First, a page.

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Scand J Public Health. 2012 Jul;40(5):466-74. doi: 10.1177/1403494812454235. Epub 2012 Jul 24.

Mediterranean diet and familial dysmetabolism as factors influencing the development of acne.

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  • 1Dermatology Unit D. Innocenzi, Polo Pontino, Sapienza University of Rome, Rome, Italy.



To investigate the effects of adherence to the Mediterranean diet and familial dysmetabolisms on acne development.


A community-based case-control study was carried out in Italy enrolling cases as acneic outpatients of a dermatological ambulatory service and controls as clinically healthy acne-free subjects. Food consumption were evaluated with a validated food-frequency questionnaire, exploring the consumption of pasta, meat, cheese, fish, fruit, vegetables, and olive oil. Adherence to the traditional Mediterranean diet was assessed by a 10-point Mediterranean diet scale that incorporated the main characteristics of this diet. A logistic regression analysis estimated the variables who predicted the odds of being case, using those variables that at the univariate analysis yielded a p-value <0.25. Results are presented as odds ratio (OR) or adjusted OR (AOR).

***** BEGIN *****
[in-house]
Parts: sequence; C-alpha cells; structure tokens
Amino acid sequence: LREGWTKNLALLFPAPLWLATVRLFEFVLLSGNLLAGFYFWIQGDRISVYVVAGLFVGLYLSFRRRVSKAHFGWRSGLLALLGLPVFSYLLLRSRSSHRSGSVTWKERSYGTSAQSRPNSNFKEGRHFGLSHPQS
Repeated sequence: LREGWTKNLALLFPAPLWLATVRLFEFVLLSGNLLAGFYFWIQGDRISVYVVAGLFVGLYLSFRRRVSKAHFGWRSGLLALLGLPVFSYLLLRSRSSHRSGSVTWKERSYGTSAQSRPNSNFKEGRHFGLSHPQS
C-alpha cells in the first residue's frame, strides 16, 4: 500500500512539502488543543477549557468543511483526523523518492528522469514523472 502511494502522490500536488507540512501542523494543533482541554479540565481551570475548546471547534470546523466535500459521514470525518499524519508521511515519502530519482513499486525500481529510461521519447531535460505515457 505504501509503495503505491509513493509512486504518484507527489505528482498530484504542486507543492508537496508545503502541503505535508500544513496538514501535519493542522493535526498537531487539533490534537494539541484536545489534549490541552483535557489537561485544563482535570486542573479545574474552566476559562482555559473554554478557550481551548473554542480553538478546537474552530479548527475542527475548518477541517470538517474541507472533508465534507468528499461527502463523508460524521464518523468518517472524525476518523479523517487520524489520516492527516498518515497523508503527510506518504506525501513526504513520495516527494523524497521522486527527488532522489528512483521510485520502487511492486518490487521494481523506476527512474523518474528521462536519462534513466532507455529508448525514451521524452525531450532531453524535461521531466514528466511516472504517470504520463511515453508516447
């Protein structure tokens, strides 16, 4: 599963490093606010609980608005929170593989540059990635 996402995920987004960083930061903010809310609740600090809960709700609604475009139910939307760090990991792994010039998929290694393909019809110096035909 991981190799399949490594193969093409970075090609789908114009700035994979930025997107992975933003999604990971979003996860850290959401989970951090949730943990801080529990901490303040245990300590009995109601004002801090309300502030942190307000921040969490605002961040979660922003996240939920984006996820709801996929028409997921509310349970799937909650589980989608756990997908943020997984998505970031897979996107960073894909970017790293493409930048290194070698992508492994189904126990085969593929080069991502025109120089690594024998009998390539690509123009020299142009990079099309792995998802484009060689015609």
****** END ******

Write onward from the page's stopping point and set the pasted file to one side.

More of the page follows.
The study included 93 cases (36.6% males, median age 17 years) and 200 controls (32% males, median age 16 years). The Mediterranean diet score ≥6 revealed a protective effect towards acne (crude OR 0.22, 95% CI 0.08-0.64). Logistic regression analysis showed that familial hypercholesterolaemia, diabetes, and hypertension are strong risk factors for acne (AOR 8.79, 95% CI 1.67-46.22; 3.32, 95% CI 1.27-8.63; and 2.73, 95% CI 1.07-6.96, respectively), while the Mediterranean diet represents a protective factor (score ≥6, AOR 0.31, 95% CI 0.11-0.89).


The odds for familial dysmetabolisms was higher in cases than in controls, confirming their role in determining or maintaining acne. Moreover, this is the first study demonstrating a protective role of the Mediterranean diet in the pathogenesis of acne.

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